Write logon scripts that work on all Windows OSs
For years, many organizations have made the Windows 9x family the desktop OS of choice on their networks. However, because of the end of the product family's life cycle and the increased flexibility of Windows XP and Windows 2000, a wave of migrations from Win9x to the Windows NT family has materialized. This wave consists primarily of small organizations that haven't had compelling reasons to make the move before now.
This bulge of migrations will eventually ensure significantly more stable and manageable desktop environments. However, many administrators face migration-associated problems during the transition phase. One problem is that administrators might need to support multiple environments — NT, Windows Me, and Win9x — for a while. And if those administrators run into a migration difficulty, they could easily think it's due to a mistake they've made, when it might actually be due to an undocumented problem.
In my experience, the primary administrative difficulty with supporting transitional environments is that Windows Script Host (WSH)based logon scripts that work perfectly well on some Windows OSs don't work on others. Two problems occur. First, you can't directly launch WSH logon scripts on NT 4.0, Windows Me, or Win9x systems. Second, the network interface on Windows Me and Win9x isn't initialized when a logon script begins execution, so the WshNetwork object (i.e., WScript.Network) returns an empty string. For example, if you use the WshNetwork object's UserDomain property on Windows Me or Win9x systems, it returns an empty string rather than the name of the user's domain. Although both of these probles are poorly documented, they are easy to solve.
To implement the solutions I provide, you need WSH. You can download WSH 5.6 at http://msdn.microsoft.com/downloads/sample.asp?url=/msdn-files/027/001/733/msdncompositedoc.xml. Microsoft constantly reorganizes its Web site, so if that URL doesn't work, try http://msdn.microsoft.com/scripting; this link has consistently had a correct redirection link to the download's current location.
Technically, Win95 doesn't support WSH 5.6. However, this lack of support isn't due to a fundamental incompatibility; Microsoft simply has never officially validated WSH 5.6 against Win95. In practice, WSH 5.6 appears to be completely stable and functional on Win95.
The decision about which version of WSH to install will depend on your situation. As you ponder the possibilities, consider the significant improvements that WSH 5.6 offers (e.g., the Exec method, which allows retrieval of output from console commands). Also consider that Windows .NET Server (Win.NET Server) 2003 and XP come with WSH 5.6 installed and you can't downgrade them to an earlier version of WSH. Should you decide to update all your client systems, be aware that NT 4.0, Windows Me, and Win9x use a different version of WSH than Win2k uses, and the WSH 5.6 setup package won't prevent you from installing the software on an incompatible platform.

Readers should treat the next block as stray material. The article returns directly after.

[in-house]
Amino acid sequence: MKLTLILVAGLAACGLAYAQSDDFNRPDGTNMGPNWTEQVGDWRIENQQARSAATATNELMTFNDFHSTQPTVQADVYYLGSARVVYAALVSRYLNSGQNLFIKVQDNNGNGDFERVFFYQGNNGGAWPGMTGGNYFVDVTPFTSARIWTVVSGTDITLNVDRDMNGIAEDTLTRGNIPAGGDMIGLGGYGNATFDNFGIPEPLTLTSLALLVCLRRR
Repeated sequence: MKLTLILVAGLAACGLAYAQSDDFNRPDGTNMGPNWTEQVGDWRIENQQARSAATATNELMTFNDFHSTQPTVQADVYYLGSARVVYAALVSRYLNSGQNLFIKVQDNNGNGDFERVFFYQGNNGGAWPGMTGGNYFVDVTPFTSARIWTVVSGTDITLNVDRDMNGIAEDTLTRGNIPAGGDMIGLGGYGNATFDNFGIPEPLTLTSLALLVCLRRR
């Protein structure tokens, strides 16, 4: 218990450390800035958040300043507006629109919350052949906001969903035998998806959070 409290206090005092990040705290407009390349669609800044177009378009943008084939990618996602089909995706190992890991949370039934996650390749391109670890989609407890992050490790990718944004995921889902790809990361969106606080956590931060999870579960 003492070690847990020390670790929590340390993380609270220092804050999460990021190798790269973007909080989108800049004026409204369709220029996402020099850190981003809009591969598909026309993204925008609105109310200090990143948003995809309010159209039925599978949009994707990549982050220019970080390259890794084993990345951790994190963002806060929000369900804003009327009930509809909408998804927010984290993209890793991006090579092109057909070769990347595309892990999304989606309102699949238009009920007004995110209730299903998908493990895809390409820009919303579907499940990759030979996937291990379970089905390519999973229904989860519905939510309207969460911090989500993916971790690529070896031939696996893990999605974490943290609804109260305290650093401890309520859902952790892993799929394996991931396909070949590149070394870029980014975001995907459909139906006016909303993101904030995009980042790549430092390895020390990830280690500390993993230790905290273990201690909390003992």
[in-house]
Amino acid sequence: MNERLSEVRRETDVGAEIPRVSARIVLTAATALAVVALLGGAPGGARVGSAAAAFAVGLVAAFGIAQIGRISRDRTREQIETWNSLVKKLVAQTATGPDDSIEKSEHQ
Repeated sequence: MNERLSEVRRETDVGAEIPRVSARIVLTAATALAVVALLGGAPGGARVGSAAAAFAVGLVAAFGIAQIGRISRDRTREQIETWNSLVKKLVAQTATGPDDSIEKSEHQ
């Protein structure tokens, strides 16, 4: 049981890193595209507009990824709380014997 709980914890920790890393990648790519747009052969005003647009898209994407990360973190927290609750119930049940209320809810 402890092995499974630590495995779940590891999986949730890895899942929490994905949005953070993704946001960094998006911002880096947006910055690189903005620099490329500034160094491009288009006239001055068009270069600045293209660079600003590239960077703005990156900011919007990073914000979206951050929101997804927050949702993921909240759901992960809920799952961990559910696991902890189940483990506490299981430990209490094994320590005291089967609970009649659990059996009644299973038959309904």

Launching a WSH Logon Script
Let's take a look at a sample logon script. Listing 1 shows logon.vbs, a short script that retrieves information about the user, computer, and domain. You'd typically use a script like logon.vbs to map drives and printers; here, I use it just to look at the information the script initially gathers from the WshNetwork object. Creating a WshNetwork object in a script lets you easily map network drives and printers and access information about the user on the network.
If you make logon.vbs the logon script for a test user on your domain, you're likely to discover that the script won't run if the user is trying to log on to an NT 4.0, Windows Me, or Win9x system. None of these versions of Windows can use a WSH script for a logon script. Lmscript.exe, the file these OSs use for logon-script processing, can use only batch files.
The solution to this problem is to stage the script. Set all users to use a batch file, logon.bat, as a logon script. Then, have logon.bat launch logon.vbs. This approach works because all native 32-bit Windows clients recognize a batch file as a logon script.
The batch file needs to contain only one line:
The Start command runs logon.vbs in a new thread and doesn't block completion of the user's logon process. If a Windows Me or Win9x system doesn't run the script in a separate thread, the logon console window might hang or even halt execution of the logon process. When you use the Start command, the script runs outside the batch file, which closes and lets the rest of the background logon process continue.
You might be unfamiliar with the %0 argument. This argument returns the full path to the batch file. For example, if the path to the batch file in the above Start command is Z:\logon.bat, the %0 argument returns Z:\logon.bat, and the entire Start command returns
The \..\ portion of the returned path trims the preceding element (i.e., \logon.bat) from the path, so the above path reduces to Z:\logon.vbs. In other words, the %0 argument ensures that the logon.vbs file that the batch file executes is the file that's in the same folder as the batch file. The %0 argument is useful in batch files, such as logon scripts, that you might run from a network share.
Now that you know how to ensure that legacy clients launch a WSH script, log on to a Windows Me or Win9x system with an account that you've set to run the logon script from a batch file. Often — although not consistently — the code
User = Net.UserName
in logon.vbs will generate an error message indicating that the user hasn't logged on to the network. If you cancel the logon, then try to run a local copy of the same logon script, you still get this error.
What makes this problem particularly difficult to resolve is that some Windows Me and Win9x systems might run the script correctly. However, those systems won't run the script reliably. You can't depend on WshNetwork to work correctly in a Windows Me or Win9x logon unless you take certain precautions.